Leadership with Healthy Expectations.

by | Mar 11, 2018 | 0 comments

Over the last 9 years I have come to terms that I am and probably always will be a leader.

Leaders inspire. Leaders push for movement towards shared goals. Leaders also make sure their expectations for what needs to be done are expressed to everyone involved with the relationship.

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In order to make expectations for relationships I am a leader for healthy, I can clearly see some things that need to be in place:

1. Relationship Development- When I have managed at my job, people have needed to do what was expected in order to receive a paycheck and receive good reports. But most of the areas I lead in do not have a monetary reward for meeting expectation. To get people on board with my expectations, I need to develop rapport with them. And I need to give them a damn good reason to want to build something with me. Just berating people with my expectations without a mutual and enjoyable relationship, means that these people will probably tell me where to go (and for good reason)!

2. Reasonable Expectation- What I mean by this is that I need to get a gauge for what people can perform. I believe that this requires me to study people’s behavior, also setting a high bar for initial performance. Setting the bar higher at first can give me a gauge for how much someone can do and cannot. If I set the bar too low I may never get to know what someone is capable of doing.

3. Effective Communication- I know that if expectations are to be healthy, they need to be communicated. People need to know what I need from them. If I don’t communicate the expectations, I am probably going to assume these people know what I want. Then I will be frustrated when these people are not meeting my expectations. Even though these people never even knew what I was expecting in the first place!

4. Consistent Evaluation- When individuals have accepted my expectations for their performance, for whatever reason, I need to let them know what I think about their performance. I need to show them my gratitude for meeting expectation, I need to show my dissatisfaction for performance not being met. I have also found that when I am expressing my frustration, I need to do it in a way that respects the individual.

5. Continued Support- To me it is not enough to simply express what the expectations are and to give reports on whether they have been met or not. I also need to let people know that I have their backs. People that I am in a leadership role with need to know that I am willing to do whatever it is that I expect from them. And if I am not skilled enough to do what needs to be done, I need to be willing to help find someone who can.

Now BELIEVE ME… Being able to write this list has come from struggle. I have pushed on people too hard without having a solid relationship in place and pissed them off too much. I have expected too little from people and watched them get bored. I have assumed too much, I have expressed too little. I have neglected to practice what I preach.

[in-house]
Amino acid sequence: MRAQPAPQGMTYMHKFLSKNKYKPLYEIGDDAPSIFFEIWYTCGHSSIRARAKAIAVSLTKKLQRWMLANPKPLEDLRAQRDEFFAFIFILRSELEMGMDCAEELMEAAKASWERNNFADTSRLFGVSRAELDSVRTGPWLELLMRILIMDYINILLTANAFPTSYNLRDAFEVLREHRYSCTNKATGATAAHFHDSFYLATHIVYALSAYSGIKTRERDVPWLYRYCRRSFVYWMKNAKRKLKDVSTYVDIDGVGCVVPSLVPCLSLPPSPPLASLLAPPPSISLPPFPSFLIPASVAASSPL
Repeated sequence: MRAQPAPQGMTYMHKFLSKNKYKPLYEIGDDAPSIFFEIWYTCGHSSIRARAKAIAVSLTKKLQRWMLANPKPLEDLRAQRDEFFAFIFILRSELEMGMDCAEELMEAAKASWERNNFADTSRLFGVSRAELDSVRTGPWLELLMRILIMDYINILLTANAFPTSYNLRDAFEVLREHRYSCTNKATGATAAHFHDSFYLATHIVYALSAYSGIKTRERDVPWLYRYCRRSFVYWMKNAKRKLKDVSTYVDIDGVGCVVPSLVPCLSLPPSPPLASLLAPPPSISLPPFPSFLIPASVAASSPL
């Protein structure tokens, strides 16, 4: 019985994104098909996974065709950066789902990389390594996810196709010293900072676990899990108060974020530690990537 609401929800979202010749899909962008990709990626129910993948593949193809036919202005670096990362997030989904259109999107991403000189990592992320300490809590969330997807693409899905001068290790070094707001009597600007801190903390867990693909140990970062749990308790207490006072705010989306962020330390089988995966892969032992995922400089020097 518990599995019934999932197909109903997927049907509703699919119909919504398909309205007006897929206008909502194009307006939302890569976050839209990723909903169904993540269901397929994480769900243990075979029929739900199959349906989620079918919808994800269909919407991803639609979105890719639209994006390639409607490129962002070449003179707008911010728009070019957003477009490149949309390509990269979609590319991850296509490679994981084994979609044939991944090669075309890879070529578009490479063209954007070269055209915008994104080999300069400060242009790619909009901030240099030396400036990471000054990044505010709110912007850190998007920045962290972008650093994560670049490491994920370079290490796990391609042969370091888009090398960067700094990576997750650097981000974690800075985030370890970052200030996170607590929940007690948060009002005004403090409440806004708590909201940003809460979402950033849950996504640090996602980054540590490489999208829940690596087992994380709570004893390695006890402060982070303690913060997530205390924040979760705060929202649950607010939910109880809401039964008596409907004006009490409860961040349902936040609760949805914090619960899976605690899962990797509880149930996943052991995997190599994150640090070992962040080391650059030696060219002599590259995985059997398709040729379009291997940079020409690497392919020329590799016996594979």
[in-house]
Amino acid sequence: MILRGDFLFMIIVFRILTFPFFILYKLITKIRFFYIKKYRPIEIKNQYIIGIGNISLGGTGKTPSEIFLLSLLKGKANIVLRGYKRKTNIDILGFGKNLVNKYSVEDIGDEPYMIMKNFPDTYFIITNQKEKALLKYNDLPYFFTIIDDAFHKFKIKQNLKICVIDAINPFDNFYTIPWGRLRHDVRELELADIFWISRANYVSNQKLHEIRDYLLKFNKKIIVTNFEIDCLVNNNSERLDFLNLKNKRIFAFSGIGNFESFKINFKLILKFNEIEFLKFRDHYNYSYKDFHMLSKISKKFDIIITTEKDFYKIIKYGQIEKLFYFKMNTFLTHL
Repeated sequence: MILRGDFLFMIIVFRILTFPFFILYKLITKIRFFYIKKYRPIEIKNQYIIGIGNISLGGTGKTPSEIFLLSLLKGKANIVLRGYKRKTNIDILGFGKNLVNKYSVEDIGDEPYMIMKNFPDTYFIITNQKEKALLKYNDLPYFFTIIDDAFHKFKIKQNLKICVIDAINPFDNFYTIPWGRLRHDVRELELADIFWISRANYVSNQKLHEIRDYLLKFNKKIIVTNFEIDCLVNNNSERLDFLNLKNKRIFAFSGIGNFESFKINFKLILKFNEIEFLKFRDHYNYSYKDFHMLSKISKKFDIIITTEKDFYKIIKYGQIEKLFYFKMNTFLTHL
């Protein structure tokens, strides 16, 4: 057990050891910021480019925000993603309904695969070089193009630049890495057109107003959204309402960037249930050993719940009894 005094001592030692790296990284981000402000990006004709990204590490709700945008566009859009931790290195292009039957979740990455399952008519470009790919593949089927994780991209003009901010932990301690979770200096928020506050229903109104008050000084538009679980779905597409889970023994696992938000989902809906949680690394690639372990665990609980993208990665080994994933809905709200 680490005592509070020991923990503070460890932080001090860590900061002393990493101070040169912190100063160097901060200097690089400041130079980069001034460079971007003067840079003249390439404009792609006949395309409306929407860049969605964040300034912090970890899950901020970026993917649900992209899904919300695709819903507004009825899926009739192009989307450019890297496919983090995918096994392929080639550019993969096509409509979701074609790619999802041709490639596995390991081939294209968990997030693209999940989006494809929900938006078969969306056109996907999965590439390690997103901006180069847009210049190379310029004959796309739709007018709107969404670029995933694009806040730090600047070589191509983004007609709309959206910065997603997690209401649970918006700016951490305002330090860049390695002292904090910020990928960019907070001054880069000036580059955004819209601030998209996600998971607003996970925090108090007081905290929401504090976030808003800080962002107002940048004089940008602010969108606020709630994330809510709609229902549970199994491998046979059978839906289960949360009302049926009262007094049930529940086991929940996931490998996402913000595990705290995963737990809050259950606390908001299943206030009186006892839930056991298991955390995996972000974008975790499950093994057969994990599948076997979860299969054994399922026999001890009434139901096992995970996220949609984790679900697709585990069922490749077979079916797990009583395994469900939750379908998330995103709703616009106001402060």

I don’t say this to guilt myself, I say this because this is My Life Experiment! It is only by experimenting with life, and examining the results of my actions thoroughly, that I have learned the skills I have.

In the article about Hustling to Maintain my Sanity I talked about all the things I need to do to maintain my sanity so that I don’t fall into my old way of life. Being a leader is just another one of these things I must do.

I have also found that when this leader does not lead, stress builds, and so do the tendencies toward depression and anxiety. But when this leader does lead, I find that a natural skill comes out that has positive effects for helping any relationship I am a part of, find consistent growth.

I know a lot of people may argue that leaders are simply born, they are not grown. I believe that line of thinking is pure rubbish. I believe that if individuals truly desire to learn the skills that are involved with being a successful leader, that they can do so!

Sure, I do believe that some people may be more geared toward being leaders than others. I also don’t know where this tendency came from for me. Was I born with it? Or was it something I developed when I was navigating a world as an insane man that could not stop using mind altering substances?

Whatever the case may be, this trait is a part of my personality now. And as much as I would like to remove the leadership trait at times, I cannot.

I don’t always appreciate that one of my first tendencies is to nudge people into new territory and place expectations on them. But I at least have been learning how to get the most out of the leadership quality, and have been honing how to have, communicate, and get positive growth out of the expectations I am developing for people today.

 

I wish you well on your path of learning how to lea with healthy expectations. And thank you so much for stopping in to My Life Experiment today. If you enjoyed what you read then I would love for you to do a couple things for us.
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My Life Experiment

Welcome! We are Travis and Casey Hagen, the writer's and owner's of My Life Experiment. As recovering Individuals, we are no strangers to leaving behind dysfunctional ways of living. Over the years we have become adept at managing our intense mental and emotional worlds. Finding healing from the past, peace in the present and new ways to bring about success for our futures. We promote Healthy Life Experimentation Principles for connecting with ourselves, our relationships, and finding healthier ways of bringing about success in our lives. Stick around and pick up what we have learned. You will not be disappointed.

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